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Book Chapter

Causes of regional change—land cover

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Kleinen,  Thomas
Climate-Biogeosphere Interaction, The Land in the Earth System, MPI for Meteorology, Max Planck Society;

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Citation

Gaillard, M.-J., Kleinen, T., Samuelsson, P., Nielsen, A. B., Bergh, J., Kaplan, J., et al. (2015). Causes of regional change—land cover. In The BACC II Author Team (Ed.), Second assessment of climate change for the Baltic Sea Basin (pp. 453-477). Berlin: Springer. doi:10.1007/978-3-319-16006-1_25.


Cite as: http://hdl.handle.net/11858/00-001M-0000-0026-C9BC-F
Abstract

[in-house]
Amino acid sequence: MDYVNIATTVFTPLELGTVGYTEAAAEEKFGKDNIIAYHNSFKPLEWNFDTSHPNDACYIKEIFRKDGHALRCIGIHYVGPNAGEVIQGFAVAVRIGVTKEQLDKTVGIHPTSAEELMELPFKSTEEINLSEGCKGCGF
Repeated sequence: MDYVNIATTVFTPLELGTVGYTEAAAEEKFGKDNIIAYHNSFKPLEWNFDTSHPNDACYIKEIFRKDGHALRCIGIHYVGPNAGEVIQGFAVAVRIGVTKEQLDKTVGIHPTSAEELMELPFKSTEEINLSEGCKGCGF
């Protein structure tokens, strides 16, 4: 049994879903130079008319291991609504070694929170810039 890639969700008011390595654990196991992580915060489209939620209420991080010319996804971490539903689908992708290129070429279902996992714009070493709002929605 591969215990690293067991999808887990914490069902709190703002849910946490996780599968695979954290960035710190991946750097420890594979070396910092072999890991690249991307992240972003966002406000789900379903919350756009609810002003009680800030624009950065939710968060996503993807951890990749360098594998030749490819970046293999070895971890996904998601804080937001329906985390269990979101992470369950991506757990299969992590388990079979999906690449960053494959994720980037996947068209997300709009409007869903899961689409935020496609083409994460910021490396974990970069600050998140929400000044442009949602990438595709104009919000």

Anthropogenic land-cover change (ALCC) is one of the few climate forcings for which the net direction of the climate response over the last two centuries is still not known. The uncertainty is due to the often counteracting temperature responses to the many biogeophysical effects and to the biogeochemical versus biogeophysical effects. Palaeoecological studies show that the major transformation of the landscape by anthropogenic activities in the southern zone of the Baltic Sea basin occurred between 6000 and 3000/2500 cal year BP. The only modelling study of the biogeophysical effects of past ALCCs on regional climate in north-western Europe suggests that deforestation between 6000 and 200 cal year BP may have caused significant change in winter and summer temperature. There is no indication that deforestation in the Baltic Sea area since AD 1850 would have been a major cause of the recent climate warming in the region through a positive biogeochemical feedback. Several model studies suggest that boreal reforestation might not be an effective climate warming mitigation tool as it might lead to increased warming through biogeophysical processes.